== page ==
Truck drivers and the troubling risk of underinsured motorists

10. December 2019 0

The conditions of the Ontario Automobile Policy applied such that the insured did not have the benefit of any underinsured coverage on his personal vehicle when he was injured on the job with his commercial truck.

Insurance law – Automobile insurance – Fleet insurance – Underinsured motorist – Statutory provisions – Exclusions – Practice – Summary judgment – Leave to appeal

Kahlon v. ACE INA Insurance, [2019] O.J. No. 4962, 2019 ONCA 774, Ontario Court of Appeal, October 1, 2019, P.D. Lauwers, G. Huscroft and G.T. Trotter JJ.A.

The plaintiff’s company owned and leased a tractor to Bell City Transport Systems Incorporated (“Bell City Transport”), and the plaintiff operated the tractor as an independent contractor for Bell City Transport under fleet insurance provided by ACE INA Insurance (“ACE”). The plaintiff also had a personal motor vehicle, which was insured by AllState. Both the ACE and the AllState policies had attached endorsements which provided underinsured vehicle coverage.

The plaintiff was operating the tractor in Florida when he was struck by a Florida domestic vehicle which only had $20,000 in liability coverage. The at-fault vehicle’s available insurance was woefully inadequate, as the plaintiff suffered serious injuries as a result of the accident, including a traumatic brain injury.

The parties sought a determination as to whether either of ACE or AllState were obliged to provide underinsured coverage to the plaintiff under the endorsement in their respective policies. The motion judge granted summary judgment to the plaintiff and declared that AllState was obliged to respond to his underinsured coverage claim. The motion judge declared that ACE was not obliged to respond.

AllState appealed and the plaintiff cross-appealed with respect to underinsured coverage under the ACE policy.

The Court of Appeal allowed AllState’s appeal and dismissed the plaintiff’s cross appeal.

The AllState policy attached the OPCF 44R Family Protection Coverage endorsement, which is optional underinsured coverage. The endorsement states: “Except as otherwise provided in this change form, all limits, terms, conditions, provisions, definitions and exclusions of the Policy shall have full force and effect.” The Court of Appeal found that the conditions of the Ontario Automobile Policy (the “Policy”) are applicable to the endorsement. One of the conditions of the Policy is that, if an insured is driving a vehicle not described on the Policy, for coverage to be extended to that vehicle, it must not have a gross vehicle weight rating of more than 4,500 kg. The Court held that this condition precluded the extension of underinsured coverage to the plaintiff’s tractor.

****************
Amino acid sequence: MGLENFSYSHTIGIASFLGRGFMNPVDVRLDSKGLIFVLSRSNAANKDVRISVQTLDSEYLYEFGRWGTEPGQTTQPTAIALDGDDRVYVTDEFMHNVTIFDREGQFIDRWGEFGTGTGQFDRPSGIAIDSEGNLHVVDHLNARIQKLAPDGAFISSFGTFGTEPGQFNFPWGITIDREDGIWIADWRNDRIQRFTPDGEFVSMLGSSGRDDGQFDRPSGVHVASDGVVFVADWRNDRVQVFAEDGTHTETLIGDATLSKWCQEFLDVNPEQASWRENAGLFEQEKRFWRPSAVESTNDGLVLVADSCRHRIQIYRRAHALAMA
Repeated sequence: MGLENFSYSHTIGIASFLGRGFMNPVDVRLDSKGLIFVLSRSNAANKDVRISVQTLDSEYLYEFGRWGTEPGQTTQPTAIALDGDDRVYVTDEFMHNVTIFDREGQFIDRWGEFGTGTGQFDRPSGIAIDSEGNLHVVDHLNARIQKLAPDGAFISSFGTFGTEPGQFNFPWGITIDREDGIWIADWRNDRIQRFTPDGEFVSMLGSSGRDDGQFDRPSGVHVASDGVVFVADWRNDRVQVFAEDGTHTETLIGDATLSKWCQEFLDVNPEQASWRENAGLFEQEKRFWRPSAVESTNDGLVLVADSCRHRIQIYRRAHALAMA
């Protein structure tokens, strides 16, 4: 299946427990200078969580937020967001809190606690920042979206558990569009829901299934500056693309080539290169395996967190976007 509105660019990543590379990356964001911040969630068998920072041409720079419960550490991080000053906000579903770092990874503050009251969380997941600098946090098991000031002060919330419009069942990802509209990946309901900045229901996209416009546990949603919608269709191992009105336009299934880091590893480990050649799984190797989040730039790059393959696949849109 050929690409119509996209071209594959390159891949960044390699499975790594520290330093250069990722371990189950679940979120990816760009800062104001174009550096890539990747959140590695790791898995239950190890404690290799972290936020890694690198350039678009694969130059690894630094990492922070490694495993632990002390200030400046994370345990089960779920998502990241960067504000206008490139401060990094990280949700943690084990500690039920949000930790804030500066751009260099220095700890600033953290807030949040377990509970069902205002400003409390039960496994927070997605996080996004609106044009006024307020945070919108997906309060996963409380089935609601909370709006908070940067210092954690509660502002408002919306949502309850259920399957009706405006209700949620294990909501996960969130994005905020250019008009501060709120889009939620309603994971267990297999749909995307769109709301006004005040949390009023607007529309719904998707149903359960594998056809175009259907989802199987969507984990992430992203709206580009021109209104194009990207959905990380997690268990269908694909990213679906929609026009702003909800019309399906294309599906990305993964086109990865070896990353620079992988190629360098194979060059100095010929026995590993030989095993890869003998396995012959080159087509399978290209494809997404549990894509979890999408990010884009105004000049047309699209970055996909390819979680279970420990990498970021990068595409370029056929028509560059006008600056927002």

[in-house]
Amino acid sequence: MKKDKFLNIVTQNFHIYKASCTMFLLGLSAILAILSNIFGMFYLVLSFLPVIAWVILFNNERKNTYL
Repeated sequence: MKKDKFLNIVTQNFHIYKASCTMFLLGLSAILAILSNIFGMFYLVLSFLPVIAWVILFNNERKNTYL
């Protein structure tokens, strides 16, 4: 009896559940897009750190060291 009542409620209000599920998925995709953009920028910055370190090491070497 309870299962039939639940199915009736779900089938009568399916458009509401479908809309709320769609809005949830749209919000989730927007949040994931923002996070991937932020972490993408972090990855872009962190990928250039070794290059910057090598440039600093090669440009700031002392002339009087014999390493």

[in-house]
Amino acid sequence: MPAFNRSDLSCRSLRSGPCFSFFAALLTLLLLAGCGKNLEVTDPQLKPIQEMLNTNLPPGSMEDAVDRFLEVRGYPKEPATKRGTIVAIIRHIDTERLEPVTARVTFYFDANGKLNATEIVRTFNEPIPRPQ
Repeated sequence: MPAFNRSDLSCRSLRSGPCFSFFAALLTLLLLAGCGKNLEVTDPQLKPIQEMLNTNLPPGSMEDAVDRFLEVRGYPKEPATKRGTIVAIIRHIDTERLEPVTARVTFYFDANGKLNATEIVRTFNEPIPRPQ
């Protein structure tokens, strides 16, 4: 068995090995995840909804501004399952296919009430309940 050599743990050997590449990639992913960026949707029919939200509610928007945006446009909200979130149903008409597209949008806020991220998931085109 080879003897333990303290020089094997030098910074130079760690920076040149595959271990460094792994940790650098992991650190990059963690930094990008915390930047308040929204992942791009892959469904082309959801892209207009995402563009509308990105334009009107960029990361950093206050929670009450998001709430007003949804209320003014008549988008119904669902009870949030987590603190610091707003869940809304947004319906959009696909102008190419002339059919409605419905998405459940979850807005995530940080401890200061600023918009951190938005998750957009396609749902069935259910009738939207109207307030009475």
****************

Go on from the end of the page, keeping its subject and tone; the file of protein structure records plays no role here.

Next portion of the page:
With respect to the ACE policy, the Court of Appeal held that the endorsement attached to the fleet policy only provided coverage for passenger vehicles and light commercial vehicles and specifically excluded coverage for heavy commercial vehicles. Further, despite the fact that the endorsement excluding coverage had not been approved as to form by the Superintendent of Financial Services under s. 227 of the Insurance Act, it was nonetheless enforceable.

The Court acknowledged the plaintiff’s difficult circumstances, but concluded that it had no authority to override contractual language of the insurance policy and the endorsement.

This case was digested by Tricia M Milne, and first published in the LexisNexis® Harper Grey Insurance Law Netletter and the Harper Grey Insurance Law Newsletter. If you would like to discuss this case further, please contact Tricia M. Milne at

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